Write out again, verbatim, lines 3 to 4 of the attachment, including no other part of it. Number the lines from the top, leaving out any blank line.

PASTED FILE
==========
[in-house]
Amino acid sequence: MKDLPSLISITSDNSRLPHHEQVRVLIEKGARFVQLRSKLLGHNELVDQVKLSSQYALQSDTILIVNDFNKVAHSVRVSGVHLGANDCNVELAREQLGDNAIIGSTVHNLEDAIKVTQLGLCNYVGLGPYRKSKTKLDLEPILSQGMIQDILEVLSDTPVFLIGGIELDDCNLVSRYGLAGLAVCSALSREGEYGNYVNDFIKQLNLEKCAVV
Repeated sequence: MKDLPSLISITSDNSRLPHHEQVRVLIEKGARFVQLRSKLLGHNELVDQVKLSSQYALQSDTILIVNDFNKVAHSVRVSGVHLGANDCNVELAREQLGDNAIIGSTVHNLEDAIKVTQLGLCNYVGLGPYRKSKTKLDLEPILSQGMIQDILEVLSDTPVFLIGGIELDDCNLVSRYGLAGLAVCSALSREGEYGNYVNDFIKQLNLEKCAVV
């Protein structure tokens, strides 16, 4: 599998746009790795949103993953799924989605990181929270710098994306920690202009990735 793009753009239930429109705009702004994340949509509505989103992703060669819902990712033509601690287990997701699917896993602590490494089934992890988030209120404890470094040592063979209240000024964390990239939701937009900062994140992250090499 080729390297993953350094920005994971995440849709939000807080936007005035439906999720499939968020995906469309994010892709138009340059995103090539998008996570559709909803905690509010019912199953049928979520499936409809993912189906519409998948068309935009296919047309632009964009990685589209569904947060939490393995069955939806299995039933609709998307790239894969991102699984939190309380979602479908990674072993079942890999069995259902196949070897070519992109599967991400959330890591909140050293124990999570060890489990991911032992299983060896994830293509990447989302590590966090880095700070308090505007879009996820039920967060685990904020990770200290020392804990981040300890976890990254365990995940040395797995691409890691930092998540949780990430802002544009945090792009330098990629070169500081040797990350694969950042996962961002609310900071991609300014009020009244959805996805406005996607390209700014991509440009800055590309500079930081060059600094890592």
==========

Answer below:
Repeated sequence: MKDLPSLISITSDNSRLPHHEQVRVLIEKGARFVQLRSKLLGHNELVDQVKLSSQYALQSDTILIVNDFNKVAHSVRVSGVHLGANDCNVELAREQLGDNAIIGSTVHNLEDAIKVTQLGLCNYVGLGPYRKSKTKLDLEPILSQGMIQDILEVLSDTPVFLIGGIELDDCNLVSRYGLAGLAVCSALSREGEYGNYVNDFIKQLNLEKCAVV
């Protein structure tokens, strides 16, 4: 599998746009790795949103993953799924989605990181929270710098994306920690202009990735 793009753009239930429109705009702004994340949509509505989103992703060669819902990712033509601690287990997701699917896993602590490494089934992890988030209120404890470094040592063979209240000024964390990239939701937009900062994140992250090499 080729390297993953350094920005994971995440849709939000807080936007005035439906999720499939968020995906469309994010892709138009340059995103090539998008996570559709909803905690509010019912199953049928979520499936409809993912189906519409998948068309935009296919047309632009964009990685589209569904947060939490393995069955939806299995039933609709998307790239894969991102699984939190309380979602479908990674072993079942890999069995259902196949070897070519992109599967991400959330890591909140050293124990999570060890489990991911032992299983060896994830293509990447989302590590966090880095700070308090505007879009996820039920967060685990904020990770200290020392804990981040300890976890990254365990995940040395797995691409890691930092998540949780990430802002544009945090792009330098990629070169500081040797990350694969950042996962961002609310900071991609300014009020009244959805996805406005996607390209700014991509440009800055590309500079930081060059600094890592």